Nearly 200 organisations and individuals have signed an Open Letter which was sent to Galway City Council today offering creative ideas on how we could ‘Change Our Streets’.
Led by the Galway Cycling Campaign, the city-wide alliance proposes making public spaces safer and more accessible for all ages and abilities for the duration of the COVID-19 emergency.
Among those who signed the letter are Galway Chamber, Westend Traders, hospital consultants, Engineers Ireland west region, Royal Institute of the Architects of Ireland west region, and residents associations.
All five Galway West TDs have also co-signed the Open Letter, as well as councillors and Senators.
The letter suggests many ways Galway City can be inspired by Milan’s Open Street scheme, where 35 km of road space will be reallocated to people walking and cycling.
In addition, the city will cut the speed limit to 30 km/h to reduce risk of road traffic collisions and make public spaces more pleasant for people walking.
Many local authorities have already taken action, such as the installation of a new contra-flow cycling lane in Dublin’s Nassau Street, car-free zones by Fingal County Council, and the pedestrianisation of Cork’s Marina.
Kevin Jennings, chairperson of Galway Cycling Campaign said: “In the absence of a vaccine or effective treatment for COVID-19, city life will only begin to thrive again if people feel safe to keep social distance.
“This is important for cocooners going for a stroll, parents with buggies, walking to the pharmacy, and anyone queuing for a coffee or outside a local shop.
“There is a narrow window of opportunity to ‘Change Our Streets’ while motorised traffic is at a lifetime low. We have high hopes for the ambition and action of Galway City.”
Molly Byrne, Professor of Psychology at NUI Galway, and member of the COVID-19 National Public Health Emergency Team (NPHET) Behavioural Change Subgroup said that people’s environments need to enable them to change their behaviours to adhere to social distancing in the months ahead.
“Urban design is critical to this,” she said. “Choices that the City Council makes can encourage these new behaviours we need to adapt in order to survive the COVID-19 pandemic.
“Reallocating road space to people walking and cycling and reducing speed limits during the coronavirus pandemic are quick and cheap ways that Galway city can help keep people in good physical and mental health.”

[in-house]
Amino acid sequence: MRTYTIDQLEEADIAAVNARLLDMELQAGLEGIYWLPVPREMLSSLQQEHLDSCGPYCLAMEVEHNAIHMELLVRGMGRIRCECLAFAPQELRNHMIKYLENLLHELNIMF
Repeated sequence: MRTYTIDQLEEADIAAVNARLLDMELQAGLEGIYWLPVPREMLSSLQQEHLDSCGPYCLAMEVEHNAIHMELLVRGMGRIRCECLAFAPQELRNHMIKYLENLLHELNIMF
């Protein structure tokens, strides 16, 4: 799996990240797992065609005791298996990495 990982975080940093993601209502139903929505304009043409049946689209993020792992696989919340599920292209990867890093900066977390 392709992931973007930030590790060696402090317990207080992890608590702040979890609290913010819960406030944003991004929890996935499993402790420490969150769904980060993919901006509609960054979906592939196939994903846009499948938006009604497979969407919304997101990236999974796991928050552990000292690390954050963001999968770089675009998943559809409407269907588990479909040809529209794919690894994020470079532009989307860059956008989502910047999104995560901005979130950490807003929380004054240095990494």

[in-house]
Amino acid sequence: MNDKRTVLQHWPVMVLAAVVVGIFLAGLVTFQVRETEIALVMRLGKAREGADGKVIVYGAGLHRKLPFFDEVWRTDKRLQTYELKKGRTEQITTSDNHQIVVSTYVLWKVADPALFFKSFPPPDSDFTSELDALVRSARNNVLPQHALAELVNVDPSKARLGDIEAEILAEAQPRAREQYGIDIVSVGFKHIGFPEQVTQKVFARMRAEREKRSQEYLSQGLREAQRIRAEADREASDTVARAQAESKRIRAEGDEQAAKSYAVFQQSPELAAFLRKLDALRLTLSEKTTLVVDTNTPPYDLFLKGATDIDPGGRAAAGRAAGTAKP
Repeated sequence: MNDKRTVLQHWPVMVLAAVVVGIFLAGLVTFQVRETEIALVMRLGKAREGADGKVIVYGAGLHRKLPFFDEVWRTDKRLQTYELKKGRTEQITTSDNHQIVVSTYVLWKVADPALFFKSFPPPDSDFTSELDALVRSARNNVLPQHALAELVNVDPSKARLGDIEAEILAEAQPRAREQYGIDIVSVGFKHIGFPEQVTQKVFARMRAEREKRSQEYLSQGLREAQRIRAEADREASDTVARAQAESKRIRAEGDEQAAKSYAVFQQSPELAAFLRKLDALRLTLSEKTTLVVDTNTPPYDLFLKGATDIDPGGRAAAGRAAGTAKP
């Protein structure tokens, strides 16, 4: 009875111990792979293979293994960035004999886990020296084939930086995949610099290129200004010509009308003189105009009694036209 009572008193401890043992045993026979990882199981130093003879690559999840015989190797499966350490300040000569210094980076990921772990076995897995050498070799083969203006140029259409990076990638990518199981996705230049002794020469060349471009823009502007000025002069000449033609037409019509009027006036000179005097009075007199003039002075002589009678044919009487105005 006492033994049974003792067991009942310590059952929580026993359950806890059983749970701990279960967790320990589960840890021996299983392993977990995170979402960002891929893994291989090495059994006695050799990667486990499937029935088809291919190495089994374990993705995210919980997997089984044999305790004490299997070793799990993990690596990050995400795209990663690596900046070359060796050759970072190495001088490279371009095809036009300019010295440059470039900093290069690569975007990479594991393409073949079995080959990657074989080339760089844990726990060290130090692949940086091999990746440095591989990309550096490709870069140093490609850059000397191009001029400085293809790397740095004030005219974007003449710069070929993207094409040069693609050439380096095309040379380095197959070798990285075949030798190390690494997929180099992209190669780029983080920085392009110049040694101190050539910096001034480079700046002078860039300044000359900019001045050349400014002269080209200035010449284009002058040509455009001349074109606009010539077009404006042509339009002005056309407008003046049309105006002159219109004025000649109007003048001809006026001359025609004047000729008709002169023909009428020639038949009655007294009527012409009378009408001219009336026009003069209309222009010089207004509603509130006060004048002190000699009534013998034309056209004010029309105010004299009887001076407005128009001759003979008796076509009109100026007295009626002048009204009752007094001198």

Restaurants, cafés, and bars have already called for more car-free areas, and JP McMahon of Aniar Restaurant and Tartare Café and Wine Bar called for more space on the streets.
“Restaurants, cafés and bars need more street space so people can ‘eat-on-the street’ and enjoy outdoor dining this summer while social distancing.
“Making more space to help restaurants and cafes to survive is paramount if we are to get through this pandemic together,” said JP McMahon.
Commenting on reduced road congestion, Dr Brian McNicholl, Consultant in Emergency Medicine, Galway University Hospital (GUH), said that GUH has seen asignificant drop in car crash attendances at the Emergency Department as there are less cars on the road.
“Cycling reduces the risk of interpersonal transmission of COVID-19 in cars and public transport. In the long term it reduces risk of heart attack, cancer and stroke.”
Racing cyclist Paralympian, World Champion medallist, and civil engineer Eoghan Clifford added that ‘Change Our Streets’ will have significant benefits for people with disabilities, mobility issues, and older people.
“Poor transport and urban planning limits people with disabilities significantly. While still fit and able to walk with aids, I make decisions on moving around the city based on trying to avoid poor or narrow footpaths which can cause – have caused – me to fall or lose balance.
“I know of someone who needs to use an electric wheelchair and is frequently pushed onto the roads by cars parked on footpaths.”
Martina Callanan, spokesperson for Galway Cycling Campaign added: “We have a unique opportunity to pilot new street arrangements, widen footpaths, and install temporary cycle lanes.
“These can be quick and cheap to do by using cones and planters. About 5,000 people use public transport in Galway.
“With the capacity less than 25% due to social distancing requirements, nearly 4,000 people will need an alternative way to move about the city.
“With almost 600,000 people on COVID-19 unemployment benefit, the humble bicycle offers an affordable transport option to many who may never have considered it since childhood.
“Together, we can trial low-cost car-free ideas that have worked elsewhere and ‘Change Our Streets’ in the city centre and residential areas for the duration of the pandemic.”